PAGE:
It was an emotional, tearful goodbye.  We had seven days of happiness, waking up in the midst of a cool forest, warmed by smiles and conversations, fed by others’ experience in democratic education, entertained by young artists who remind us what it is to truly be free, and inspired by everyone who have big dreams for a better world.  The organizers did an astounding job putting this event together.  It wasn’t easy and their road was paved with challenges – logistical and personal, but it was a journey of heroes, a journey worth taking.  Our kudos and appreciation goes out to each and every one of them and to those who participated from various countries: Taiwan, Malaysia, India, Japan, Korea, China, America, England, Australia and the Netherlands.

Coming from the Philippines, I’m now excited to spread the word about this yearly gathering that creates and strengthens bonds among kindred spirits working on alternative education.  Whether it is in the fringes or within the mainstream, on a personal, small or large scale, each effort is equally important and when combined, greater than the sum of its parts.  There were homeschoolers from Taiwan and there were those who have been leading the democratic education movement for decades.  There were students and teachers who probably shouldn’t be labeled as such because they were BOTH students and teachers.

I still have two and a half days’ worth of notes that have to be transformed into blog entries and I don’t know where to start.  I was tearful at the end because I realized what I found — a new family.  Do you know when you have crazy-sounding ideas in your head and some people even in your own family don’t understand?  Some people put you down, laugh at or consider the concept ridiculous, irresponsible and reckless.  Sending children to a school where they can play all day – how preposterous is that?  Now, none of that matters because you know you are not alone.  There is family.  Family, not by blood, but family.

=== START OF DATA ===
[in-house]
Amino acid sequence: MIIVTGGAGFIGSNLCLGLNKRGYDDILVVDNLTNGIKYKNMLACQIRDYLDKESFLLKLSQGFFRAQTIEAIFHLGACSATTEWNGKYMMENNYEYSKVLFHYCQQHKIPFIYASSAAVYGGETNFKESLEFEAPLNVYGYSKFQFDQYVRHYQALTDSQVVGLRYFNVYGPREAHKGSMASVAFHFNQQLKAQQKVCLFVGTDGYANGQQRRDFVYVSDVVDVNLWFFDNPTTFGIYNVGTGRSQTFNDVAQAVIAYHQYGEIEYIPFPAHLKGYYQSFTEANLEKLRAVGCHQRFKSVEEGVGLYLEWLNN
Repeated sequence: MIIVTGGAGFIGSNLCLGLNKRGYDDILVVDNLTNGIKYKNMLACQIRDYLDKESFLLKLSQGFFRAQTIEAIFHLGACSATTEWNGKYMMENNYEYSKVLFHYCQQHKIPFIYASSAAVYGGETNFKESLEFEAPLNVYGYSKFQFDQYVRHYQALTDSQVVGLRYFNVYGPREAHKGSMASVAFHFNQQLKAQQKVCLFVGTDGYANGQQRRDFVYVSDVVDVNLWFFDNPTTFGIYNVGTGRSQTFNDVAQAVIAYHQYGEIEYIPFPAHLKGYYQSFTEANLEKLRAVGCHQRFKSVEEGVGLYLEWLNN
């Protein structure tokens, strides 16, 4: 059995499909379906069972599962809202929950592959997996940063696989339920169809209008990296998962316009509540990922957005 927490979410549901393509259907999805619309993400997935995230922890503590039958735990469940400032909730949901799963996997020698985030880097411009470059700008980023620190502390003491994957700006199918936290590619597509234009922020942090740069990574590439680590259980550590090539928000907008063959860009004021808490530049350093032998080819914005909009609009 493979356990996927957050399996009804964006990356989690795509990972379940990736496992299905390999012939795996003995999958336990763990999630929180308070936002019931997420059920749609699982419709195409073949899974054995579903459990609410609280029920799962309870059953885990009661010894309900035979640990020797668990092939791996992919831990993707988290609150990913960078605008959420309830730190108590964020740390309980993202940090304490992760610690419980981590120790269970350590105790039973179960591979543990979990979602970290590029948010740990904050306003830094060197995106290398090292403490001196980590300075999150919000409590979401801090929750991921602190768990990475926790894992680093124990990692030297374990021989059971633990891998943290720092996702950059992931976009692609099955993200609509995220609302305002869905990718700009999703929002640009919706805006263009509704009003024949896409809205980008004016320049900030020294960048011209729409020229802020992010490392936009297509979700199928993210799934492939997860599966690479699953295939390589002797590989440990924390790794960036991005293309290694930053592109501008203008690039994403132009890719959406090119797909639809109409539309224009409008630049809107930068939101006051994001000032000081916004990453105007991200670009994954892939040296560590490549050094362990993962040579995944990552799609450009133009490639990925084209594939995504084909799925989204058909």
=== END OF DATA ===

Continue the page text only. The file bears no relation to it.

How many conferences do you know are organized by a real, live, head-banging rocker-convener?  Phenix, you rock our world!


To everyone who made these seven days possible, thank you, thank you, thank you!  Our hearts overflow. 

I will miss waking up to the sounds and smells of forest.  I will miss eating under a tent full of passionate souls.  I will miss the rhythm of the past few days.

But there are so many things to look forward to such as IDEC in Israel on April and APDEC in Tokyo on August next year.  And friggin crazy as it might seem, in the future, APDEC will come to China.

Please read my other entries about APDEC 2016 here:

About Yaacov Hecht’s keynote speech

About Simon Hulshoff’s speech and notes from casual talks and open spaces

About Shure University, Tokyo and my dream school

About our one-day off visiting an aboriginal school, biking and pigging-out

About Professor Fong’s lecture and Peter Gray’s first open space

About Summerhill and the talk given by Henry Readhead, A.S. Neill’s grandson



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